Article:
This is from an album called I’m a Loser, which you’d think would be a Blink 182 album or something, but it’s by a gospel singer from Georgia in the late ‘60s. She was a backing singer, she sang on a Nina Simone live album, then adopted this performing name and made this album. It’s one of those albums that’s seen as a seminal soul album that’s been overlooked, but it’s influenced so many artists - I guess it’s a musicians’ album in a way. It’s pretty immaculate, and it’s the kind of song you’d hear and wonder why it’s not huge.

Every song has that heart-on-its sleeve emotion to it, and this song is my favourite because of the storytelling on it. It tells you everything you need to know about her. She’s giving you the story of her life, even though you’re not sure how much of it really is her life, or how much is from other people’s perspectives.

I love the guitar line on it - how it balances along for the whole song, also how she really drives the verses with the storytelling. Then the group vocals on the chorus singing the hook, with the drums doing this back-to-front snare then bass beat. Every choice that’s made on the song I think elevates it more each time. It makes me really gutted that she didn’t get bigger and that more people haven’t heard this album. After she released it, the record label collapsed, she released another album that didn’t do very well, and she focused on raising a family and everything kind of dwindled away. But if this is the only album you ever hear by her, you still get to know her full story until that point pretty well.

“Let X=X” by Laurie Anderson

I got into Laurie Anderson as a teenager and used to listen to her all the time. I was always making compilation tapes back then, and I always put her on to introduce my friends to her music, but I never knew which song to put on. Her album felt like one piece in and of itself, so taking one song out felt quite hard. But I’d always go with this song because of how much it lifts and changes in the middle, but I’d actually put “Let X=X” into the next song, “It Tango”. The way it progresses into that next song is perfect.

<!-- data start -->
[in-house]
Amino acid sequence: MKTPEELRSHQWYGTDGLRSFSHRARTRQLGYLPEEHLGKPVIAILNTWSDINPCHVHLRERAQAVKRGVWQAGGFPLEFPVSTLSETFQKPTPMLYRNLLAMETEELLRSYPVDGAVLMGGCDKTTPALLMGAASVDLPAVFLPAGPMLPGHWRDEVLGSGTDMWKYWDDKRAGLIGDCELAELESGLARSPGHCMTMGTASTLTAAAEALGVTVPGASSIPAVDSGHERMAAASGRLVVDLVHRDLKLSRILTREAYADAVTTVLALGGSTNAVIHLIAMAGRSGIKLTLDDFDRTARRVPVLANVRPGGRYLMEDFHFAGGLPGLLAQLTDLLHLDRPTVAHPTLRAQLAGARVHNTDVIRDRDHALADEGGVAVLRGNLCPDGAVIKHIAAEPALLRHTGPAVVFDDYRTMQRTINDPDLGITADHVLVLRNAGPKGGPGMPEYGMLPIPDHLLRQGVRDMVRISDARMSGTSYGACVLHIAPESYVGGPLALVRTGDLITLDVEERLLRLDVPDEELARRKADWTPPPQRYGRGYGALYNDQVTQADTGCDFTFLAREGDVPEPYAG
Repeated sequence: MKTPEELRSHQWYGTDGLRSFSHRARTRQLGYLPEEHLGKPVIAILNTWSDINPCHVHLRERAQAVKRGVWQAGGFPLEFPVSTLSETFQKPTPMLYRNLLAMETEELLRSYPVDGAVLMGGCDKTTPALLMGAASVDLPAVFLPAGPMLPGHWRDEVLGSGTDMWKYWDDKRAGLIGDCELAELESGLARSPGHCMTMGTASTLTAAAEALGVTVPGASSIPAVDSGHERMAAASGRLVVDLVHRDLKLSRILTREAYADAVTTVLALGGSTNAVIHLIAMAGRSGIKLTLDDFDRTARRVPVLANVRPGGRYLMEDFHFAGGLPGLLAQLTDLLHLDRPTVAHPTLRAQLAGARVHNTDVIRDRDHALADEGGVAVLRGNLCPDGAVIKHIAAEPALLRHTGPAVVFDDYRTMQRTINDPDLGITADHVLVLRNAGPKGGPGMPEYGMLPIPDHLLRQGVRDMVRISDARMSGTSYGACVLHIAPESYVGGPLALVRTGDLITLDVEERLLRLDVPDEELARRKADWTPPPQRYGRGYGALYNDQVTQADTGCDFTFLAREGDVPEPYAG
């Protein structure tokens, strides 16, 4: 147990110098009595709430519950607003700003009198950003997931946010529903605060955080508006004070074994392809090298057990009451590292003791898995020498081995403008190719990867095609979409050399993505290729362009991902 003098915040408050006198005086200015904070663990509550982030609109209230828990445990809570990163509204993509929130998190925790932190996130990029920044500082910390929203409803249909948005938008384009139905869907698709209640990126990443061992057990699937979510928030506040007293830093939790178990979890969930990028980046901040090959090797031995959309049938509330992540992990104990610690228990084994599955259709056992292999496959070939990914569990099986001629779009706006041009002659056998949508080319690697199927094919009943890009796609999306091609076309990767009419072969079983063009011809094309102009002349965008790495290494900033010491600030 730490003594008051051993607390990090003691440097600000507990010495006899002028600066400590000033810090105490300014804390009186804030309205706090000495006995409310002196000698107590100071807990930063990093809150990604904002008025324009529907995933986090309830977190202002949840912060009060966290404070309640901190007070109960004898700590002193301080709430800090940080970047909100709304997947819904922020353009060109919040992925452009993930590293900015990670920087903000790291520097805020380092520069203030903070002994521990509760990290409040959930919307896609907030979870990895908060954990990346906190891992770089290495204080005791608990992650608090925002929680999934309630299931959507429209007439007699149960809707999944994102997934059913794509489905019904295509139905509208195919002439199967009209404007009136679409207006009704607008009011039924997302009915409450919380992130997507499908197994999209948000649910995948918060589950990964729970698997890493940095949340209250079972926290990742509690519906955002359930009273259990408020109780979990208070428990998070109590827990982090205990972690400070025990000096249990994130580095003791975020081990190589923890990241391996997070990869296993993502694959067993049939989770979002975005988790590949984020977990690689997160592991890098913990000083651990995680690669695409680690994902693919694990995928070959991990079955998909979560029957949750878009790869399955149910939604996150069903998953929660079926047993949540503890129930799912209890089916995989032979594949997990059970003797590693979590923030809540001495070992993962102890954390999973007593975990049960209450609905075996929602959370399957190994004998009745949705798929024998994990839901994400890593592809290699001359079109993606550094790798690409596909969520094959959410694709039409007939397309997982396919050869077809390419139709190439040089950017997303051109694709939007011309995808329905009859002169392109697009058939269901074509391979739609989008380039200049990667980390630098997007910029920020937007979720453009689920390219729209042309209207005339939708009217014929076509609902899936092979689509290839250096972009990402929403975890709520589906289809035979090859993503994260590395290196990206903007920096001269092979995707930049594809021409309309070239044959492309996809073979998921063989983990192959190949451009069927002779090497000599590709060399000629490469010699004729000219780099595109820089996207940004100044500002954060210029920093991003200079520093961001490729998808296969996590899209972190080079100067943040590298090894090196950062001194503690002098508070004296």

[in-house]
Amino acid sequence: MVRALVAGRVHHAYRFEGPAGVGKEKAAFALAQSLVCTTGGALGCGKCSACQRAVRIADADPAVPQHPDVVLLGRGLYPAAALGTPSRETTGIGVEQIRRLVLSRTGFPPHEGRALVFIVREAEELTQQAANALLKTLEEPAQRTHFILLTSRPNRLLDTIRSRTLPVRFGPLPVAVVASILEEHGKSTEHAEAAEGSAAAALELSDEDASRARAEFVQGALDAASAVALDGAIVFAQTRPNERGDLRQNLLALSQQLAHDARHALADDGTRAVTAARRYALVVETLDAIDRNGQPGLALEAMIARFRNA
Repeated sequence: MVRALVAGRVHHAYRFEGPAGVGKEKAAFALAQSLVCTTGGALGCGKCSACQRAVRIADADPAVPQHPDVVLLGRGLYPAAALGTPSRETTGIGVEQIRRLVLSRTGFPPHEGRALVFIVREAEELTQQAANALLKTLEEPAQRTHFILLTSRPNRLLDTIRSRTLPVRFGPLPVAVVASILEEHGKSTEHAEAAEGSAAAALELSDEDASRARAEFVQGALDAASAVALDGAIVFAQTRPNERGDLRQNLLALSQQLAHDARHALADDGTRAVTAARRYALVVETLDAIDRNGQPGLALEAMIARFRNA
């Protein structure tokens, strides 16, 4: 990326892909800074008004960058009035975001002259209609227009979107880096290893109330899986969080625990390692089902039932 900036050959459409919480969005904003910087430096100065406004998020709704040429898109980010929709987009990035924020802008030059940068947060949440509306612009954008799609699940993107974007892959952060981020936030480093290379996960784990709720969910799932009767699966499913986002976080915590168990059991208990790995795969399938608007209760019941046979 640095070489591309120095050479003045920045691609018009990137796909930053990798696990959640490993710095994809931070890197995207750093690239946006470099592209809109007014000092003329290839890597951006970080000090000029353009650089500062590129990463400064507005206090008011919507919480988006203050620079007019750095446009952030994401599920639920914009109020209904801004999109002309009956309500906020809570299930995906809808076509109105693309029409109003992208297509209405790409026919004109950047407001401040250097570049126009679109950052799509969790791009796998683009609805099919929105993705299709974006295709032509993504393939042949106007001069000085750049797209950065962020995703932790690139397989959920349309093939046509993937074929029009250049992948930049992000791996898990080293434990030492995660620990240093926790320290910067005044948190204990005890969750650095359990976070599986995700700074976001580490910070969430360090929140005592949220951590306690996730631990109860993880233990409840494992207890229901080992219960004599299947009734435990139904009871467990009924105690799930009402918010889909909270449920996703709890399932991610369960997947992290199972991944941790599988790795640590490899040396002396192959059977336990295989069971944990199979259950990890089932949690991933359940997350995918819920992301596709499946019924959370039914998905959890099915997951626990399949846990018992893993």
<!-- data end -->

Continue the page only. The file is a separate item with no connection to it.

I didn’t know the album started out as a performance art piece until much later, as I’d never really read about the album. When I was a teenager and I got into it because it was in my dad’s CD collection, I was just listening to music and not really caring about what the backstory of any of it was. So for years this was just an album that I thought was pretty cool and pretty weird, and didn’t sound like anything else.

In terms of how my music taste has evolved and what I listen to these days, it doesn’t feel like that weird an album to me any more, and now it resonates with me even more. It really connects with me so instantly now, probably through nostalgia as well, having grown up with it.

“Black History Month” by Saul Williams

Saul Williams was my way back into listening to hip hop. When I was a little kid, I got into De La Soul and stuff like that, and would listen to rap music in primary school, then when I was 13 and got into metal and punk I was just listening to that for quite a long time until I was maybe 18 or 19. Artists like Saul Williams who straddled genres a little bit were my way back into listening to rap and hip hop. He definitely was rapping but coming from spoken word and poetry.